Start by placing the subwoofer in the listening position, with approximate filter and volume settings — 85Hz and a volume that seems roughly right. You'll then need to play through a collection of music tracks with well-recorded bass lines in different keys. Alternatively, create your own test track using a sound generator or keyboard, playing each note percussively (not continuously) and with uniform velocity settings. All you then have to do then is crawl around on the floor listening at each potentially practical subwoofer location for which position gives the most consistent and natural bass sound. You'll find some places exhibit some boomy and resonant notes, while others will have obviously weak or missing notes. Hopefully, you will discover one or two places where the sound is well balanced and all bass notes are pretty uniform. Having identified an optimal location, place the subwoofer there and reinstate your listening chair.
You can now optimise the subwoofer level and, if provided, the filter turnover frequency and phase/delay. These controls tend to be interactive, so you'll probably have to cycle around their setup before you arrive at the best combination. I usually start with the subwoofer turned right down and then play through a wide collection of music, concentrating on how the mid-range and upper bass notes sound.
Once familiar with what the satellites are doing on their own, I start to increase the level of the subwoofer until all the bass notes are even in level, regardless of pitch. It is very easy to overcook the subwoofer level, and although it may sound impressive, this quickly becomes tiring and leads to bass-light mixes, so take your time and listen critically.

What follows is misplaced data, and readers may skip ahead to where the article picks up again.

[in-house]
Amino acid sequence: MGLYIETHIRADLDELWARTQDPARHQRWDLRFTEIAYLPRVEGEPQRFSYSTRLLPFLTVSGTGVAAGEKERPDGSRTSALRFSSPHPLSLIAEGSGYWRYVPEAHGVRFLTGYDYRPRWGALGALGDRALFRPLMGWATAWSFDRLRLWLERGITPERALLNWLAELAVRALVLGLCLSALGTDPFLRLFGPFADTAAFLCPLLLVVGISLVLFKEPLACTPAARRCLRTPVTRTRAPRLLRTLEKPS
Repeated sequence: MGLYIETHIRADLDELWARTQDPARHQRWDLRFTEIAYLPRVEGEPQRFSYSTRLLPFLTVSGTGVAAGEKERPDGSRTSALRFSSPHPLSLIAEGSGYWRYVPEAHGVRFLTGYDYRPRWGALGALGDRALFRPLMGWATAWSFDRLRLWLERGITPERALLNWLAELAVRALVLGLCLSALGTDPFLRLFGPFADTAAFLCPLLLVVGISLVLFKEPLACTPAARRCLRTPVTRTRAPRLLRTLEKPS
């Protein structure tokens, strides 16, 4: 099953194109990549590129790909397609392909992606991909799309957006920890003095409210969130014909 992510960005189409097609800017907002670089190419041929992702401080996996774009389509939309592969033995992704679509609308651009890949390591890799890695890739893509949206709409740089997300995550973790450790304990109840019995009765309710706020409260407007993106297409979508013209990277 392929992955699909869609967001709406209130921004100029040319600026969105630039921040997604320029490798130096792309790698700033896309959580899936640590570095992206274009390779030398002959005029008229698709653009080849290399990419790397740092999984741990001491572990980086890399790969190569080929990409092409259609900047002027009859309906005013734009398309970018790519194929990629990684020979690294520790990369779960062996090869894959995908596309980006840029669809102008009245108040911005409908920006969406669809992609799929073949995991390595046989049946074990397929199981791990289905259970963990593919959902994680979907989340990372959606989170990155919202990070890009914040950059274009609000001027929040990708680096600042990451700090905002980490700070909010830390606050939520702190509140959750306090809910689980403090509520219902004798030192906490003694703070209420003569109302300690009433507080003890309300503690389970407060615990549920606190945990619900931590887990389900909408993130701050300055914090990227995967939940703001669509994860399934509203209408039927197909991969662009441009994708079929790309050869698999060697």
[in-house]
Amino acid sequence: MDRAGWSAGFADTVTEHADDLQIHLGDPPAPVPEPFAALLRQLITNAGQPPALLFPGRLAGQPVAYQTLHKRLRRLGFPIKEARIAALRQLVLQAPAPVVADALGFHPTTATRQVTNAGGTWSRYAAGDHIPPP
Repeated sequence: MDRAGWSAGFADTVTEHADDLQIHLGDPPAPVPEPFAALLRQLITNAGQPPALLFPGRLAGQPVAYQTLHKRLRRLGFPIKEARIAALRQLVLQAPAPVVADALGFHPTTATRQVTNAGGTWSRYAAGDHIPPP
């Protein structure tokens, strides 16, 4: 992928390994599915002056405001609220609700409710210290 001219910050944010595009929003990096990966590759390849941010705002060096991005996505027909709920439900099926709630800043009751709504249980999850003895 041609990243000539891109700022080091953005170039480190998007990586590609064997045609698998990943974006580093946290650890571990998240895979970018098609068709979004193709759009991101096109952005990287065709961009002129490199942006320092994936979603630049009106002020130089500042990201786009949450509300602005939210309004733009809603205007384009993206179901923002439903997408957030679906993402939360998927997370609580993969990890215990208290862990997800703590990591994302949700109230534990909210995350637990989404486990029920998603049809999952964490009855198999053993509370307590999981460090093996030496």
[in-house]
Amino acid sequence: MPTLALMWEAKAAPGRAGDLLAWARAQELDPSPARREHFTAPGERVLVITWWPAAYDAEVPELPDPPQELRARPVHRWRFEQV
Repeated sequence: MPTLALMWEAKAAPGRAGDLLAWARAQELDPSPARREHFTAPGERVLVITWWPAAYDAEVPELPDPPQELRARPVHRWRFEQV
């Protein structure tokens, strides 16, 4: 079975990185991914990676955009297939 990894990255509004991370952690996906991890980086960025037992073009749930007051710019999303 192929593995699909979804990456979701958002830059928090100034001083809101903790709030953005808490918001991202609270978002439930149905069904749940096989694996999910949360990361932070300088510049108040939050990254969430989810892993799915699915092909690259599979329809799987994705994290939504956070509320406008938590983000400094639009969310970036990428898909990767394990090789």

If the deepest and highest bass notes seem right, but it all goes wrong in the crossover region, try adjusting the crossover frequency up or down slightly to find the smoothest transition. If there is a phase control, you will find that small phase adjustments can often make surprisingly large differences here too, especially if the subwoofer is from a different manufacturer from the satellites. Remember, all three controls will interact, so take your time, live with a good setting for a while, and don't be afraid to experiment.
I normally allow at least an hour to set up a subwoofer by ear, and I usually carry on with the fine-tuning for a couple of days afterwards, until I'm happy that I have achieved the best possible performance.
Finally, remember that low frequencies are very hard to contain. Adding a subwoofer will inevitably result in some of your new-found deep bass leaving the listening room. This may well annoy your neighbours, even if they previously tolerated the system without the subwoofer. Generating low bass may also excite room standing-waves that you were not previously aware of, and it may also result in various structures of your building rattling and resonating in ways you've not heard before! The last time I recalibrated the subwoofer in my own 5.1 system at home, my daughter came rushing down to complain that everything on her dressing table was rattling and falling over! .